My San Francisco visit inspired me to take another sip from my eclectic cool-aid once again and journey into the wilderness for some new inspiration. Since finishing the series on character building for writers, through astrology and the Tarot, I've been wanting to do a series on the Tarot as the path to creativity (or whatever shows up).

So next post (or maybe the one after), I will start with the history of the Tarot—ideas about where it came from, why it was created and what we can learn from it. Then we will travel a new road each week, along the Tarot's path, to see what we can glean for our creative needs. Hope you join me on that journey across the eclectic ethers. 

Are you stuck right now? What do you do for inspiration or to motivate you?

Thursday, June 21, 2012

Author Habits & Habitations

Years ago I remember seeing the writing room of a famous writer (I can’t remember which author it was now but I think a sci-fi writer) and he had lots of tchotchkes and knick knacks around his desk and along his shelves—things that inspired him to write his stories, I imagine.

It got me wondering what writers’ rooms look like these days. During my research I put together a sampling of pictures and short excerpts of where, how and why writers write where they do. I could only find a source for writers of the UK, but they’re writing spaces are very interesting. I was surprised at some.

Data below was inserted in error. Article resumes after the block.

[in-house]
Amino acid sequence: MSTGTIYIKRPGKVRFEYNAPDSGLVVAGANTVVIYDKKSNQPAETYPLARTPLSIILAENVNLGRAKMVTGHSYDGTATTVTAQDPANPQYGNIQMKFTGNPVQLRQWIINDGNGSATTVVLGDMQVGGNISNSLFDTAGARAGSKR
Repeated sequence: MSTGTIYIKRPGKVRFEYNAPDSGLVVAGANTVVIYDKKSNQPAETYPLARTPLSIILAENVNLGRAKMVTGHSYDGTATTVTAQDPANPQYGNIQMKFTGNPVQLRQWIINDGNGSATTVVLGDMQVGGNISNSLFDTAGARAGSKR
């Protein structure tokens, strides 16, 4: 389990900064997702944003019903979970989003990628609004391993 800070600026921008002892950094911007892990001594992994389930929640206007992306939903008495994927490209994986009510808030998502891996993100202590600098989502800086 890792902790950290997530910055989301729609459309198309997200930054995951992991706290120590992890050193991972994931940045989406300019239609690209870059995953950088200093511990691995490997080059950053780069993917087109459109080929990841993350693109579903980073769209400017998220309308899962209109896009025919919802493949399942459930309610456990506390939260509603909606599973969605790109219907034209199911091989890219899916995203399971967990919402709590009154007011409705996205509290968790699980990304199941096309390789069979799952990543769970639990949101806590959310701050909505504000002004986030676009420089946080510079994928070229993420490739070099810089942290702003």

Alexander Masters: Also writes in bed. Note alligator talisman above. http://www.guardian.co.uk/books/2009/jun/06/writers-room-alexander-masters#

Miranda Seymour: Writes as a desk in her bedroom.

Kevin Crossley-Holland:  A reconverted barn. 

I know many artists are messy. I figure those might be the pantsers—little bits and pieces of torn pages from newspapers or magazines, books, sticky pads and what not—like me like some people I know.

What does your writing place look like—messy or neat? Share if you dare. 

Tuesday, June 19, 2012

Tchotchke Treasures

Tchotchke (pronounced choch-ka ) is a small toy, gewgaw, knickknack, bauble, lagniappe, trinket, or kitsch. Depending on context, the term has a connotation of worthlessness or disposability, as well as tackiness, and has long been used by Jewish-Americans and in the regional speech of New York City and elsewhere.--Wikipedia

When I was a child in New York, I had a toy box in the bottom of my closet where I kept all the little toy “treasures” I collected from cereal and Cracker Jack boxes 

Also included, were the promotional items from serial radio programs (badges, spy rings, Little Orphan Annie code-o-graph and other thingies).  They were all added to my motley collection of toy cars, miniature guns (Cowboys and Indians were big—Hopalong Cassidy, Roy Rogers, etc. made even little girls fans of guns and horses) and other what-nots. 

Like a bird attracted to little sparkly rocks, feathers and imaginative bits and pieces, I tucked them all away in that toy box, occasionally taking them out to inspect them and dream the dreams of an imaginative seven year old.